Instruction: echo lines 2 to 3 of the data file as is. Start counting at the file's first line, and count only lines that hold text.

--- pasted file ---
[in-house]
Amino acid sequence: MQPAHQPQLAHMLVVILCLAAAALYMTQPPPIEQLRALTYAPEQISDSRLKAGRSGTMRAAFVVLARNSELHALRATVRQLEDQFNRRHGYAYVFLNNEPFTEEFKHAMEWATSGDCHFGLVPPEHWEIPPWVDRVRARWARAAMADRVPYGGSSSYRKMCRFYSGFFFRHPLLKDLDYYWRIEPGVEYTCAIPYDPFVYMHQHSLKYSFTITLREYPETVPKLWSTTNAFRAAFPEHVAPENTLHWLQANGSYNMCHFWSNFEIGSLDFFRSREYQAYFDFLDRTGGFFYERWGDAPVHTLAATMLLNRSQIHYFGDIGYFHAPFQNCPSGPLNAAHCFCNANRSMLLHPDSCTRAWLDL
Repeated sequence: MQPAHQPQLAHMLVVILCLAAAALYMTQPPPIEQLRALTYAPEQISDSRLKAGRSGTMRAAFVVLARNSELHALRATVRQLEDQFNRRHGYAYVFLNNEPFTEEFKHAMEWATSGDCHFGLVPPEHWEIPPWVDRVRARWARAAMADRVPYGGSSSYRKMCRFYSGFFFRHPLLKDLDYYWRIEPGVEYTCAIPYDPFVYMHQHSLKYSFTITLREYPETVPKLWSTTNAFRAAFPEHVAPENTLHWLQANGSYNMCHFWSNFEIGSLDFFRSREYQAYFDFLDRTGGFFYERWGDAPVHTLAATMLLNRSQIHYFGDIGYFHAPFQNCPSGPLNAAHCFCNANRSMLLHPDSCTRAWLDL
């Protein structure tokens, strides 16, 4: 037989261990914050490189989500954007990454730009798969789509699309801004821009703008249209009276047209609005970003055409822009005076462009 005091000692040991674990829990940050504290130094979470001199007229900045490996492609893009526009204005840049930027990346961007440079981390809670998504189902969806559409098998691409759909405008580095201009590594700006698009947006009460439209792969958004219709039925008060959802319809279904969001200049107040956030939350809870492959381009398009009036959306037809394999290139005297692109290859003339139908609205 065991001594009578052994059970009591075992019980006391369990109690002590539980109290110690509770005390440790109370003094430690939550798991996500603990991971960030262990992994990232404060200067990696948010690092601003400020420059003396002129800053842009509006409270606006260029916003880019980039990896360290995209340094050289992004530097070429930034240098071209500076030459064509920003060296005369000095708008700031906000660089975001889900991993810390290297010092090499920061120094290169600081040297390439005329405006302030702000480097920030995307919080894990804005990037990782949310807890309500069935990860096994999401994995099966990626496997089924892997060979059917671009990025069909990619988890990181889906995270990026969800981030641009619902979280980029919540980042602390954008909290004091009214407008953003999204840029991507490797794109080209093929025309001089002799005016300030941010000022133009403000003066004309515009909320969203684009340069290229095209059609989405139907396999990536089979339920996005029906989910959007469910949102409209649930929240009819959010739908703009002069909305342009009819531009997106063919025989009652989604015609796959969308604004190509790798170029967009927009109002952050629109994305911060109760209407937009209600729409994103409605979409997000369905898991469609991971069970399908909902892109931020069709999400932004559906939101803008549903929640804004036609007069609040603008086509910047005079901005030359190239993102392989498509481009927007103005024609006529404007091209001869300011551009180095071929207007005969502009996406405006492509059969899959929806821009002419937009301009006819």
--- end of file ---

Amino acid sequence: MQPAHQPQLAHMLVVILCLAAAALYMTQPPPIEQLRALTYAPEQISDSRLKAGRSGTMRAAFVVLARNSELHALRATVRQLEDQFNRRHGYAYVFLNNEPFTEEFKHAMEWATSGDCHFGLVPPEHWEIPPWVDRVRARWARAAMADRVPYGGSSSYRKMCRFYSGFFFRHPLLKDLDYYWRIEPGVEYTCAIPYDPFVYMHQHSLKYSFTITLREYPETVPKLWSTTNAFRAAFPEHVAPENTLHWLQANGSYNMCHFWSNFEIGSLDFFRSREYQAYFDFLDRTGGFFYERWGDAPVHTLAATMLLNRSQIHYFGDIGYFHAPFQNCPSGPLNAAHCFCNANRSMLLHPDSCTRAWLDL
Repeated sequence: MQPAHQPQLAHMLVVILCLAAAALYMTQPPPIEQLRALTYAPEQISDSRLKAGRSGTMRAAFVVLARNSELHALRATVRQLEDQFNRRHGYAYVFLNNEPFTEEFKHAMEWATSGDCHFGLVPPEHWEIPPWVDRVRARWARAAMADRVPYGGSSSYRKMCRFYSGFFFRHPLLKDLDYYWRIEPGVEYTCAIPYDPFVYMHQHSLKYSFTITLREYPETVPKLWSTTNAFRAAFPEHVAPENTLHWLQANGSYNMCHFWSNFEIGSLDFFRSREYQAYFDFLDRTGGFFYERWGDAPVHTLAATMLLNRSQIHYFGDIGYFHAPFQNCPSGPLNAAHCFCNANRSMLLHPDSCTRAWLDL